Environmental factors are an important cause of poor health globally. Hypertension is known to occur due to complex interactions between adverse lifestyles and environmental factors on a background of polygenic inheritance. Although pharmacological interventions have taken a prominent place, environmental factors and interventions have generally received less consideration. The short-term and long term impact of several environmental factors on blood pressure changes such as cold ambient temperature, exposure to loud noise, air pollution, high altitude, certain organic pollutants, and heavy metals have been recently reported. In this chapter, the current evidence on the effect of such environmental risk factors on blood pressure with its pathophysiological mechanisms and clinical relevance have been described in detail. As some of these effects are clinically relevant, clinicians, patients with hypertension or cardiovascular disease and individuals at high risk for cardiovascular disease would need to be aware of these environmental factors. Furthermore, close attention to monitoring blood pressure during such exposures is necessary and in individuals with hypertension, treatment schedules may need adjustment to ensure more optimal blood pressure control.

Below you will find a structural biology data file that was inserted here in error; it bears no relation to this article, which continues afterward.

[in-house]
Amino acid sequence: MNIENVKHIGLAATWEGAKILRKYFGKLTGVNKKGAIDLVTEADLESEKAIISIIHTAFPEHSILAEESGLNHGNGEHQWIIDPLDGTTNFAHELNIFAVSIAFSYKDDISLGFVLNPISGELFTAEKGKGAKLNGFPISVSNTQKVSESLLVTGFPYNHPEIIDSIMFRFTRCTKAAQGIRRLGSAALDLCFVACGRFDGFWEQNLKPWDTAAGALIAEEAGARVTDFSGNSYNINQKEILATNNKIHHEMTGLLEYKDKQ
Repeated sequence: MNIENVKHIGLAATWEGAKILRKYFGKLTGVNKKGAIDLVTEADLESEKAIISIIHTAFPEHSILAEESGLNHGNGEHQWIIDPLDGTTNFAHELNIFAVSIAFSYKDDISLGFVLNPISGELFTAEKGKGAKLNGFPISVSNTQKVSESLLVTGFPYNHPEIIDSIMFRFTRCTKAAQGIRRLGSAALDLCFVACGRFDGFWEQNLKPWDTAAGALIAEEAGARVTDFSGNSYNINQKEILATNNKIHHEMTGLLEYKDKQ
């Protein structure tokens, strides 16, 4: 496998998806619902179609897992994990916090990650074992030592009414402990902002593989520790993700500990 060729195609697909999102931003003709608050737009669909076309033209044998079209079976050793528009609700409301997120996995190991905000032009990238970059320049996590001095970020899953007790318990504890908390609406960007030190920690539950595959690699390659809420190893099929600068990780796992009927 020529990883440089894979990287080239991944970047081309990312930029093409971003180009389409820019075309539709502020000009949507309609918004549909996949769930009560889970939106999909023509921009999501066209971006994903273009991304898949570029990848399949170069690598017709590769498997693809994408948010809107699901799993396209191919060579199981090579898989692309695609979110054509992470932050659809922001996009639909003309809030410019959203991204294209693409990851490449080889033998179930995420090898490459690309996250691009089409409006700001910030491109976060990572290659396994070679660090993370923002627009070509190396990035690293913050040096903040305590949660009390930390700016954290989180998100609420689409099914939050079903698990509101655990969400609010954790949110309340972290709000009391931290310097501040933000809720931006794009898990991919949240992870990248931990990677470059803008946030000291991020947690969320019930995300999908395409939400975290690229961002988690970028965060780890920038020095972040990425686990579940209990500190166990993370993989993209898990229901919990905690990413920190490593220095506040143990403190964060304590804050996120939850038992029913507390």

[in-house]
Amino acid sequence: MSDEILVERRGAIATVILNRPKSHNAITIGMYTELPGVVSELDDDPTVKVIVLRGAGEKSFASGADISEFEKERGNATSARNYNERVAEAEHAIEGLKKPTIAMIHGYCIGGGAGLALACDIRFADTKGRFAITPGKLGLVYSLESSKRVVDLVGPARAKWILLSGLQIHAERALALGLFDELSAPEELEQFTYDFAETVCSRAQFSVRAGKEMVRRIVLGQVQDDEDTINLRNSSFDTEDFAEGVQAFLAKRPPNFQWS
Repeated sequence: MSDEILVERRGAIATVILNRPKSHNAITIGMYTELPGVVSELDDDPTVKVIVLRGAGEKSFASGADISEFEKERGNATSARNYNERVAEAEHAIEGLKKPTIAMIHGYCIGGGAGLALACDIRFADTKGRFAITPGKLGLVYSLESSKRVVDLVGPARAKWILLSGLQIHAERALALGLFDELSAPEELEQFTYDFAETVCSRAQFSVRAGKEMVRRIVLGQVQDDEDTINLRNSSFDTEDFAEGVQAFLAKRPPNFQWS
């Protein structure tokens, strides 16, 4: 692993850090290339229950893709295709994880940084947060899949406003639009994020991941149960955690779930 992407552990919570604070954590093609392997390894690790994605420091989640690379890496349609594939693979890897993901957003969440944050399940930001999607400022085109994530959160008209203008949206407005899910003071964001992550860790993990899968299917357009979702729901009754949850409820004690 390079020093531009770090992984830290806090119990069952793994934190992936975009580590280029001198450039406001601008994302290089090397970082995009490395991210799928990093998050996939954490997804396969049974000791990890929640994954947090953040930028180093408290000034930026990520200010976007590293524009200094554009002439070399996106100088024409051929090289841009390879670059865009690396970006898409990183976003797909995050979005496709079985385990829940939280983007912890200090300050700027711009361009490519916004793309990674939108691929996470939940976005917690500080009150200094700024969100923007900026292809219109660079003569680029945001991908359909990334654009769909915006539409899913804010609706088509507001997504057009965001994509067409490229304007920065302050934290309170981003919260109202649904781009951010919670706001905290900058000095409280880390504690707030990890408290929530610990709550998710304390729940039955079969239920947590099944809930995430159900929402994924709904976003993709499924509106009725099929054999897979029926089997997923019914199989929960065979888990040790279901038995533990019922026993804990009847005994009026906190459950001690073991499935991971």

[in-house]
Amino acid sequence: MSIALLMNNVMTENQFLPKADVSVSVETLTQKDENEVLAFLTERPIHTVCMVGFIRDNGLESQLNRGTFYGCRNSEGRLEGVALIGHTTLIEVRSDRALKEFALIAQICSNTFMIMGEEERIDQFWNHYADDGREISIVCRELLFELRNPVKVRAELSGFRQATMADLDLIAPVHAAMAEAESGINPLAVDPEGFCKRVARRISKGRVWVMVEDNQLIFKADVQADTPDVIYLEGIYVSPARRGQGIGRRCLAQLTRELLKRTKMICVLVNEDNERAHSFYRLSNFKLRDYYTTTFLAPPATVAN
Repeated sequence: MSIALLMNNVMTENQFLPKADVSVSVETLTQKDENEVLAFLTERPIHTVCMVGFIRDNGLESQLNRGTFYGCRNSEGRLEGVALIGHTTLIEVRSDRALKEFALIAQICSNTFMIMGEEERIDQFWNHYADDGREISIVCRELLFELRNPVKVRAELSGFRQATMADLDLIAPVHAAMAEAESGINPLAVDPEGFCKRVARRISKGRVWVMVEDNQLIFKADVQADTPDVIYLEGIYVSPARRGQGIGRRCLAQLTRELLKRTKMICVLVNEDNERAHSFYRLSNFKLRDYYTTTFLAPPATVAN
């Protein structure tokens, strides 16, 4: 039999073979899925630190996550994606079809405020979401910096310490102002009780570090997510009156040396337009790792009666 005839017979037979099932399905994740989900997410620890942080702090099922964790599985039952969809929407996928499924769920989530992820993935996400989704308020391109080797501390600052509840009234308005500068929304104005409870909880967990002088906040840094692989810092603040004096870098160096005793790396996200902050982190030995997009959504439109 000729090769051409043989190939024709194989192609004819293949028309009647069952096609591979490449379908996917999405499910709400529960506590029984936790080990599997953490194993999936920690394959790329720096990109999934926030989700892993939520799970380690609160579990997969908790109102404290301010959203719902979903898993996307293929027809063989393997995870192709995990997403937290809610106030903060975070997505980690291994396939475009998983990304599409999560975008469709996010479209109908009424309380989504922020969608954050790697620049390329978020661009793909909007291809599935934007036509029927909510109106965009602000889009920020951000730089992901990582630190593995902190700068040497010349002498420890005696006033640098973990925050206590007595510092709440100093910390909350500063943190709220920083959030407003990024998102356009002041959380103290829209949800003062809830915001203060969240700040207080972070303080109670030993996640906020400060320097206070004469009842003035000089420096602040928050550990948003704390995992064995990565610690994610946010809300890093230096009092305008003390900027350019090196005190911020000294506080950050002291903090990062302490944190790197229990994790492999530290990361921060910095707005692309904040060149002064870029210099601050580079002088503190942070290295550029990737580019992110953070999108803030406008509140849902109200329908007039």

Keywords: Air pollution, Aircraft noise, Ambient temperature, Blood pressure, Cardiovascular diseases, Diastolic hypertension, Environmental factors, Heart disease, Heavy metals, High altitude, Hypertension, Lifestyle, Loud noise, Noise pollution, Organic pollutants, Pathophysiology, Risk factors, Sleep apnoea, Systolic hypertension, Work environment.